David O. Russell's I Heart Huckabees is turning out to be the love-it-or-hate-it movie of the season, and count me among the haters. It's an infernal experience, yet one that's ultimately difficult to analyze because, within the nightmarish limits it has set out for itself, it is successfully going about its plan. Prattling and pratfalling tangled across a chaotic widescreen -- Russell throws Zen psychobabble and hipster obscurantism onto a bed and tells them to fuck. Sold as an "existential comedy" (whatever that means), the picture epitomizes a term once used by Bernardo Bertolucci in a documentary to describe a fellow filmmaker's artistic method: "expression without communication," which is to say that something may be happening up on the screen, but the poor sods in the audience are left out of it. Cinematic masturbation.
David Schwartzman, allegedly this generation's iconic malcontent since Rushmore, is the anchor around which the other non-sequiturs orbit. Swarthy and lanky here but just as oily as before, he's a young activist who takes time off his daily routine of writing bad poetry and getting tackled by security guards to ponder the Meaning of Life. Baffled by three coincidental meetings with a towering Sudanese exchange student, he hires a pair of "existential detectives" (Dustin Hoffman and Lily Tomlin) to follow him on his journey to save a patch of marshland from an engulfing store chain known as Huckabees. Turns out he's not the only one lugging New Age baggage with him -- there's also glib corporate climber Jude Law, his fashion-plate-gone-Amish trophy wife Naomi Watts, Mark Wahlberg clomping around in firefighter boots, and the sadly unintelligible Isabelle Huppert as the detectives' archenemy, a professional French nihilist.
"We are all connected" -- I Heart Huckabees' gallery of meltdown wackiness ironically shreds the film's dictum, since the people are such antic soloists, each with their own flavor of insufferable shtick, that they never appear to be sharing the screen. Russell's fine sense of farce (amply displayed in the far less pretentious Flirting With Disaster) keeps his whirlgig eccentrics flapping, but overall it's a thoroughly static affair, with camera movements thudding when they should be gliding to illustrate the interconnectedness of the characters. People tell me Russell's barrage of questioning philosophies is a direct reaction to a post-9/11 world where the certainties of life have been undermined, and indeed there are cracks of deep anguish beneath the film's irritatingly skittering surface (most notably during Law's literally stomach-turning epiphany at a board meeting).
Then why is the result borderline unwatchable? Short answer: directorial narcissism -- Russell curls up when he should burst out. Having tweaked family tensions (in both Spanking the Monkey and Flirting With Disaster) and the cultural implications of the Gulf War (Three Kings), he has been hailed as one of his generation's prime contenders for carrying Robert Altman's maverick torch. Please. Even at his esoteric worst, Altman's instincts are exploratory, inquiring, pushing out into the world -- by comparison, Russell retreats inwards, his groping pusillanimous, focused less in finding emotional truth than in parading his own laborious weirdness. Riddled with tensions yet cruelly denied autonomy, the characters must cope with being wind-up mouthpieces for Russell's egotistical "edginess" -- their questions naturally die in their mouths, and the movie dies along with them.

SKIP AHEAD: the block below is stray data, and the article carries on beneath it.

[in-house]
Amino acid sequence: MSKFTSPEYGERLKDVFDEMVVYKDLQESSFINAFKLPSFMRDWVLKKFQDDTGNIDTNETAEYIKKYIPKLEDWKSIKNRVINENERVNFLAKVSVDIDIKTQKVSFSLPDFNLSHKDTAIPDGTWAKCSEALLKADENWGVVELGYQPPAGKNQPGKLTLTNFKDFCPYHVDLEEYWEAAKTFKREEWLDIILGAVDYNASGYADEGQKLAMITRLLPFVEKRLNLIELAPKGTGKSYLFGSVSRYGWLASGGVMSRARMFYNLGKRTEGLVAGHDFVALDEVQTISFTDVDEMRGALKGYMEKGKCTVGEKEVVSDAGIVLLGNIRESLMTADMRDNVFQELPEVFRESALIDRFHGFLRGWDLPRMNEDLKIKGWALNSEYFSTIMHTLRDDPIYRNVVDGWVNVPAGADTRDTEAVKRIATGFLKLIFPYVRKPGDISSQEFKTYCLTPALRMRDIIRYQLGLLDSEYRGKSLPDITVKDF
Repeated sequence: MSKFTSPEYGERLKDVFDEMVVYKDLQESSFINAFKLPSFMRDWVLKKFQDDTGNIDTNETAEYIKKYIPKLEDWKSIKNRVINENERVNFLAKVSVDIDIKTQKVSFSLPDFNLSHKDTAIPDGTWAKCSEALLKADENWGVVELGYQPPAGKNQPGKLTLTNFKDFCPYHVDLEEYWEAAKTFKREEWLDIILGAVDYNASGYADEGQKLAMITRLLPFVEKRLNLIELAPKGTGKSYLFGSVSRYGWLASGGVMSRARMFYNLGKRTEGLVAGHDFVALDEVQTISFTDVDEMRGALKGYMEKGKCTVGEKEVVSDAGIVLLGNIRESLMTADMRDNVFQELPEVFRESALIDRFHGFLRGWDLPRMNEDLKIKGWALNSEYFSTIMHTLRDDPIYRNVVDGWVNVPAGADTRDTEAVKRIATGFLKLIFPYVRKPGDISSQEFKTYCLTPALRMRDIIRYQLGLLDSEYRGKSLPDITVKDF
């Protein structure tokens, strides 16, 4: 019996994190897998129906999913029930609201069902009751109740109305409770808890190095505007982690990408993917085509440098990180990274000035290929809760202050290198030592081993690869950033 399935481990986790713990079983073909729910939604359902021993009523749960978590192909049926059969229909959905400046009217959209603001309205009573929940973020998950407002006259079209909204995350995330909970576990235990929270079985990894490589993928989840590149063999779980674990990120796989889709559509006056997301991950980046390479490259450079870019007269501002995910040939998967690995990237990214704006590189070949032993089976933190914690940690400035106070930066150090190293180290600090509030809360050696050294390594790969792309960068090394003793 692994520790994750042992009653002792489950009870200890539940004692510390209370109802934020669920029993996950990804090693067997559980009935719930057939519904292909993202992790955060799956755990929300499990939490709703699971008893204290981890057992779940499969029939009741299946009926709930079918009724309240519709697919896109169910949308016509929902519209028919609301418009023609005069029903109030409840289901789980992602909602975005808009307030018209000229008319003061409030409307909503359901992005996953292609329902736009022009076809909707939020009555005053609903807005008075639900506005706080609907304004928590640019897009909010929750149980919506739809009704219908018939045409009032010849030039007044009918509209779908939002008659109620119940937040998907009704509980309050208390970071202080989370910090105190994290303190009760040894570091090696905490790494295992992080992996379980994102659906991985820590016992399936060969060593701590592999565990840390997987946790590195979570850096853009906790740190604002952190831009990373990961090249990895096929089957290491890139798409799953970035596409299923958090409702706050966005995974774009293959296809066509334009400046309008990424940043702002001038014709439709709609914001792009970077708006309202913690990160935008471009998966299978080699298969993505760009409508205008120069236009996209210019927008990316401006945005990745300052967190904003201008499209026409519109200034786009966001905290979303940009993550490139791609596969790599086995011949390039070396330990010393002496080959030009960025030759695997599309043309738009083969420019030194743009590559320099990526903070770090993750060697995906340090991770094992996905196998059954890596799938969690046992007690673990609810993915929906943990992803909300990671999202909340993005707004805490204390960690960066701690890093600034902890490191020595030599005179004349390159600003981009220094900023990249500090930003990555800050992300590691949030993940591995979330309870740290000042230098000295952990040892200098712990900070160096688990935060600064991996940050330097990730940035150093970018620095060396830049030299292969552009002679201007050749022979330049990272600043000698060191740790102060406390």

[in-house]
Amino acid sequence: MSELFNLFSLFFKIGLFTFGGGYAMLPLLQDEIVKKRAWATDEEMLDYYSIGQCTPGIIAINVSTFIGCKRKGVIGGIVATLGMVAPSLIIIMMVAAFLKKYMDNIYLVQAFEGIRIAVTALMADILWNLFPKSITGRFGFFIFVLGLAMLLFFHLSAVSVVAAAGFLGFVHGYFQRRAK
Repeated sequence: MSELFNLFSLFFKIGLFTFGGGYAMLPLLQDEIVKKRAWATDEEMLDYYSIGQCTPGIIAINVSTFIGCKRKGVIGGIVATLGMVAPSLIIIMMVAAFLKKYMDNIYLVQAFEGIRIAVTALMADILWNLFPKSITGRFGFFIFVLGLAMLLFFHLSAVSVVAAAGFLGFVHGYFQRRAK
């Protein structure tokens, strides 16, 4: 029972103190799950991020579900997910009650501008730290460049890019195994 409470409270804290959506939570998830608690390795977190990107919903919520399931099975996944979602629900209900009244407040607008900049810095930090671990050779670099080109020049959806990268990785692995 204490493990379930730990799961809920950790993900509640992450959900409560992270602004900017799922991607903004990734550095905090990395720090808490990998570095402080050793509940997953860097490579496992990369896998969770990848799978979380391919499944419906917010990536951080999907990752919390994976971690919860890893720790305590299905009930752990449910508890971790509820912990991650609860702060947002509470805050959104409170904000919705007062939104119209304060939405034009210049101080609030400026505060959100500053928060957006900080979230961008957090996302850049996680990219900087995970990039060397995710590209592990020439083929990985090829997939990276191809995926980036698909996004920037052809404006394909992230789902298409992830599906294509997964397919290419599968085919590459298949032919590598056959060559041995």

Narcissism plays an even larger role in Tarnation, Jonathan Caouette's no-budget documentary-cum-video-experiment-cum-transcendental-confessional, yet the smirky inwardness of I Heart Huckabees is completely alien to the project's impassioned fury. Assembled on a rudimentary computer program from snapshots, Super-8 home videos, raggedy shorts, and assorted TV show and movie clips, the picture all but bleeds from the soul of its creator -- Caouette charts his wretched childhood (growing up gay in Texas, raised by a severely electroshocked mother, shuffled from abusive foster home to abusive foster home, taken in by morbidly decaying grandparents) and his own fucked-up personality pains. Image juxtapositions, Warhol-like multiple screens and fervid colorization are just a few of the tropes used to paint the trajectory of a man to whom the camera is nothing less than a lifesaver in an ocean of madness.
Feverishly edited to evoke an almost Brakhagian subjectivity, the movie's spastic nature is shaped to suggest the multiple tensions and passions churning inside the director -- film is the body housing the bubbling lava of personal exploration. What saves the picture from simple regurgitation of undigested trauma (and differentiates it from the gnarly freak shows of Harmony Korine) is Caouette's love for his mother, who emerges as the bruised angel of his life, etherealized in blurry digital halos. Even at their most degraded, the people up on screen are filtered through an unsentimental compassion, probably because they all seem to flow directly from the director's blood. In its underground lyricism, the film suggests such uncloseted stalwarts as Jean Cocteau, Kenneth Anger, and Derek Jarman. Is Caouette in the same league? Not yet. Is he even an artist? I'm not sure, but, as Tarnation proves, he has the unmistakable, almost desperate need to use the cinema that artists have.